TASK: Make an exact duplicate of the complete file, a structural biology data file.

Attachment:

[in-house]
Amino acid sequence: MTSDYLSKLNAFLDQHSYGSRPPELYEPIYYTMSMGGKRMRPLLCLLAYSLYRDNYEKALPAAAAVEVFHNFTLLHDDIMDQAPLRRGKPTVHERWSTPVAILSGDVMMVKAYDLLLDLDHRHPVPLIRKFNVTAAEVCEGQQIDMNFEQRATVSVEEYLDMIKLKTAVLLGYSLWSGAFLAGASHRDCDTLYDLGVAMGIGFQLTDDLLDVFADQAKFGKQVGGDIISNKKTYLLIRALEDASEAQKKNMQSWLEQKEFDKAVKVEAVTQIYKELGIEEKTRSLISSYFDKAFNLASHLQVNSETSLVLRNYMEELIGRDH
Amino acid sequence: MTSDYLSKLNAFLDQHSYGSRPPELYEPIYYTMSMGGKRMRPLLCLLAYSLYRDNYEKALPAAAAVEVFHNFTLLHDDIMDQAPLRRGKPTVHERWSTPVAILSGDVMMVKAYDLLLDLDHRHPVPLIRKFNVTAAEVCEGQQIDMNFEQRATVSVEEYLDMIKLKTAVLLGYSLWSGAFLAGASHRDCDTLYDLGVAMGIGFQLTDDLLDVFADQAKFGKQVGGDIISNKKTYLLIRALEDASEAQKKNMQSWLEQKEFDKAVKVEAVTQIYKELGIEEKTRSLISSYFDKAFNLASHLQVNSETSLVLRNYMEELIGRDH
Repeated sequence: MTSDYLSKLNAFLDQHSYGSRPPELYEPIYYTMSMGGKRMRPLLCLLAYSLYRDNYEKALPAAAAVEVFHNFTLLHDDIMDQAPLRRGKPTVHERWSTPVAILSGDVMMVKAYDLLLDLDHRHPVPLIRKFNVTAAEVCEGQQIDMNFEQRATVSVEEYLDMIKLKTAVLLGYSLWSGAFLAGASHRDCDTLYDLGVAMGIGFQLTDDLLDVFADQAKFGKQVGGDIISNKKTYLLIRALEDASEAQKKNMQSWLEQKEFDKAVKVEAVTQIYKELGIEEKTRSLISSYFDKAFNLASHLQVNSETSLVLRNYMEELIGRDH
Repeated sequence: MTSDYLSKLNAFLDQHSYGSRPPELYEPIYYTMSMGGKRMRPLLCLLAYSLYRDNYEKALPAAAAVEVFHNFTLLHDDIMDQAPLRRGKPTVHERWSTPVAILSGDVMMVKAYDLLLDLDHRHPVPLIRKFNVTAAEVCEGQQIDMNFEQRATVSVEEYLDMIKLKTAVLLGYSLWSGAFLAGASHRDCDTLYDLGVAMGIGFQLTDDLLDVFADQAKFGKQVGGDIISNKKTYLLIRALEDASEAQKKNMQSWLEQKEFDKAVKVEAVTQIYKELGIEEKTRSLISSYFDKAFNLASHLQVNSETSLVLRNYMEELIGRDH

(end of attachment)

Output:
[in-house]
Amino acid sequence: MTSDYLSKLNAFLDQHSYGSRPPELYEPIYYTMSMGGKRMRPLLCLLAYSLYRDNYEKALPAAAAVEVFHNFTLLHDDIMDQAPLRRGKPTVHERWSTPVAILSGDVMMVKAYDLLLDLDHRHPVPLIRKFNVTAAEVCEGQQIDMNFEQRATVSVEEYLDMIKLKTAVLLGYSLWSGAFLAGASHRDCDTLYDLGVAMGIGFQLTDDLLDVFADQAKFGKQVGGDIISNKKTYLLIRALEDASEAQKKNMQSWLEQKEFDKAVKVEAVTQIYKELGIEEKTRSLISSYFDKAFNLASHLQVNSETSLVLRNYMEELIGRDH
Amino acid sequence: MTSDYLSKLNAFLDQHSYGSRPPELYEPIYYTMSMGGKRMRPLLCLLAYSLYRDNYEKALPAAAAVEVFHNFTLLHDDIMDQAPLRRGKPTVHERWSTPVAILSGDVMMVKAYDLLLDLDHRHPVPLIRKFNVTAAEVCEGQQIDMNFEQRATVSVEEYLDMIKLKTAVLLGYSLWSGAFLAGASHRDCDTLYDLGVAMGIGFQLTDDLLDVFADQAKFGKQVGGDIISNKKTYLLIRALEDASEAQKKNMQSWLEQKEFDKAVKVEAVTQIYKELGIEEKTRSLISSYFDKAFNLASHLQVNSETSLVLRNYMEELIGRDH
Repeated sequence: MTSDYLSKLNAFLDQHSYGSRPPELYEPIYYTMSMGGKRMRPLLCLLAYSLYRDNYEKALPAAAAVEVFHNFTLLHDDIMDQAPLRRGKPTVHERWSTPVAILSGDVMMVKAYDLLLDLDHRHPVPLIRKFNVTAAEVCEGQQIDMNFEQRATVSVEEYLDMIKLKTAVLLGYSLWSGAFLAGASHRDCDTLYDLGVAMGIGFQLTDDLLDVFADQAKFGKQVGGDIISNKKTYLLIRALEDASEAQKKNMQSWLEQKEFDKAVKVEAVTQIYKELGIEEKTRSLISSYFDKAFNLASHLQVNSETSLVLRNYMEELIGRDH
Repeated sequence: MTSDYLSKLNAFLDQHSYGSRPPELYEPIYYTMSMGGKRMRPLLCLLAYSLYRDNYEKALPAAAAVEVFHNFTLLHDDIMDQAPLRRGKPTVHERWSTPVAILSGDVMMVKAYDLLLDLDHRHPVPLIRKFNVTAAEVCEGQQIDMNFEQRATVSVEEYLDMIKLKTAVLLGYSLWSGAFLAGASHRDCDTLYDLGVAMGIGFQLTDDLLDVFADQAKFGKQVGGDIISNKKTYLLIRALEDASEAQKKNMQSWLEQKEFDKAVKVEAVTQIYKELGIEEKTRSLISSYFDKAFNLASHLQVNSETSLVLRNYMEELIGRDH